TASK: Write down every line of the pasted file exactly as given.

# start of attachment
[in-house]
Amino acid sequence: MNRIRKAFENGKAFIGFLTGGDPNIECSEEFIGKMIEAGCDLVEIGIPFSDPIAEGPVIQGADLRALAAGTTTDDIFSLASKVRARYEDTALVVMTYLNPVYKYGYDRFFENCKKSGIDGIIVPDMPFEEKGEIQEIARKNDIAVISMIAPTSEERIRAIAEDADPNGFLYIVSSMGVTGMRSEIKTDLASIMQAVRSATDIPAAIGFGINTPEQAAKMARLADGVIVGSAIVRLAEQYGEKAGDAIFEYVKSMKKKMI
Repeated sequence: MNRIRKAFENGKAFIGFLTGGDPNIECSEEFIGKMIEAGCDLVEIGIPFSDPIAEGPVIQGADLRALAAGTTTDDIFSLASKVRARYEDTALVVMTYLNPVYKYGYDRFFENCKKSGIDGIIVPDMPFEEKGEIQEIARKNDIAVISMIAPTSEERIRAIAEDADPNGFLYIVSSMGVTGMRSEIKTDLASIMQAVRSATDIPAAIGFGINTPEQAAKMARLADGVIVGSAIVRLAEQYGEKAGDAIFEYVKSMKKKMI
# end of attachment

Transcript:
[in-house]
Amino acid sequence: MNRIRKAFENGKAFIGFLTGGDPNIECSEEFIGKMIEAGCDLVEIGIPFSDPIAEGPVIQGADLRALAAGTTTDDIFSLASKVRARYEDTALVVMTYLNPVYKYGYDRFFENCKKSGIDGIIVPDMPFEEKGEIQEIARKNDIAVISMIAPTSEERIRAIAEDADPNGFLYIVSSMGVTGMRSEIKTDLASIMQAVRSATDIPAAIGFGINTPEQAAKMARLADGVIVGSAIVRLAEQYGEKAGDAIFEYVKSMKKKMI
Repeated sequence: MNRIRKAFENGKAFIGFLTGGDPNIECSEEFIGKMIEAGCDLVEIGIPFSDPIAEGPVIQGADLRALAAGTTTDDIFSLASKVRARYEDTALVVMTYLNPVYKYGYDRFFENCKKSGIDGIIVPDMPFEEKGEIQEIARKNDIAVISMIAPTSEERIRAIAEDADPNGFLYIVSSMGVTGMRSEIKTDLASIMQAVRSATDIPAAIGFGINTPEQAAKMARLADGVIVGSAIVRLAEQYGEKAGDAIFEYVKSMKKKMI